Description & Notes From The Sales Evangelist
The CLOSE is one of the most interesting parts of the whole selling process. Many sellers have anxiety over this and it’s a major area people make mistakes in. Today, James Muir, shares how you can be more effective through making the perfect close every time.
James Muir is the author of The Perfect Close: The Secret to Closing Sales. James is a Corporate Trainer and Executive Coach who specializes in B2B complex sales, helping salespeople and B2B executives become as effective as they can be.
Why another book on sales:
- James discovered the need for a book about closing because he noticed many mistakes done by salespeople on closing sales.
- People don’t ask for a sale at all; 50-90% of all sales encounters end with no commitment asked.
- The problem is typically skill (not knowing how) and will (attitude) – The will problem is the most common reason people don’t ask.
- 99% of closing methods being taught are manipulative.
- It’s when you try to push the customer faster than they’re ready for that they start to feel being manipulated.
Principles of the Perfect Close:
- Figure out the questions you’re going to ask that advances the sale to the next step.
The saying that “selling is everything you do” is not very actionable.
- Have the right intent.
Intent matters more than technique. Your voice and body languages are sending messages and all this is happening in the first few seconds. It’s important to have the right intent and your body will be sending all the right signals. Otherwise, your prospect will withhold information and the process will become dysfunctional.
- Selling is serving.
Understand that each solution you sell helps another person. So helping that person move towards that goal is an act of service. Don’t get so caught up in “what’s in it for you” that you forget your goal of helping the client.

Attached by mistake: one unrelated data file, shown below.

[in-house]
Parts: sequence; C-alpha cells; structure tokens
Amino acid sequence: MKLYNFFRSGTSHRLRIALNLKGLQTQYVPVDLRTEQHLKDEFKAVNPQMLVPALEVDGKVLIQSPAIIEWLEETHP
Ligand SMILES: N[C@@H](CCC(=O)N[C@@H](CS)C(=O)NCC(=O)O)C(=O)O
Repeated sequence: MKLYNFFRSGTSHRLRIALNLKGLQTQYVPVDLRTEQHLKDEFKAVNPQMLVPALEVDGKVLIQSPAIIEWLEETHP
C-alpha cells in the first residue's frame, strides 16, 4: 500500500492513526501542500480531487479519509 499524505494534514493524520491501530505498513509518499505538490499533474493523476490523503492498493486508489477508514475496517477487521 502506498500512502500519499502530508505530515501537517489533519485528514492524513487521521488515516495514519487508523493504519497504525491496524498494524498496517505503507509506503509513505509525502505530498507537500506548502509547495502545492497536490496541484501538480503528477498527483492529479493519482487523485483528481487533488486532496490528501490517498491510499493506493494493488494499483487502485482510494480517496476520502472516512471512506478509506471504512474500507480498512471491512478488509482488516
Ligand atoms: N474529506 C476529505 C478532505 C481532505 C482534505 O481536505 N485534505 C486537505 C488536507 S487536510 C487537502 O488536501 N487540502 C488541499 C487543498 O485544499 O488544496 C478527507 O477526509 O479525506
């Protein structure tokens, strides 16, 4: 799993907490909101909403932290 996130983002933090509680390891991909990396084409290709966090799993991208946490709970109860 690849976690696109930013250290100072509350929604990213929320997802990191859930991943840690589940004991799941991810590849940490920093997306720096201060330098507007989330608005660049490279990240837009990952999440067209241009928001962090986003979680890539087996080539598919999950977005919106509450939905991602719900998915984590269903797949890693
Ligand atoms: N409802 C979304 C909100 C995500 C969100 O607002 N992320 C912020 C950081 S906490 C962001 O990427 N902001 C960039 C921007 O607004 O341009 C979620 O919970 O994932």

- Be a better coach and a better teacher.
Clients want a guide that’s going to help them through each little commitment that takes to achieve their goal. It’s more than selling. It’s leadership. So be a better teacher and a better problem-solver.
- Move the sale forward in a little way.
This is taken from Neil Rackham’s concept of an advance where you make little advances to create a momentum towards closing the sale. It involves several little “asks” on the way to the big “ask.” Invest time to figure out what are the little steps in your kind of sale that will lead up to your bigger sale.
- Have an ideal advance along with a couple of alternatives.
Use an alternative in the most natural way to fall back to another possible option. If they say it doesn’t make sense for them to x then you’re going to say, “Other clients this stage tend to do y. Does it make sense for you to do that?” By giving them a logical next step, you’re helping them through their buying process.
Closing variation #2: The Add On
After agreeing to your ideal advance ask if there are any other logical steps you should be taking right now. This allows you to pace your advance at the rate that the client is ready for. Remember, it’s when you start to push them faster that they’d start to feel manipulated.
- Create agendas.
Somewhere in your agenda, identify “next steps” or “action items”. That’s the moment you’re going to use your Perfect Close phrase and ask for your ideal advance.
- At its core, The Perfect Close is not a closing question, but a timing question.
Asking for the timing leaves you on a much higher emotional ground than any other closing questions. It allows you gauge how engaged they are in the process.
James’s Major Takeaway:
Intent matters more than technique. If people can see you are genuinely trying to help them, they will let you help them. Get your intent in the right place and everything else will follow. Be present with the customer. Just try to figure out how you can help them out.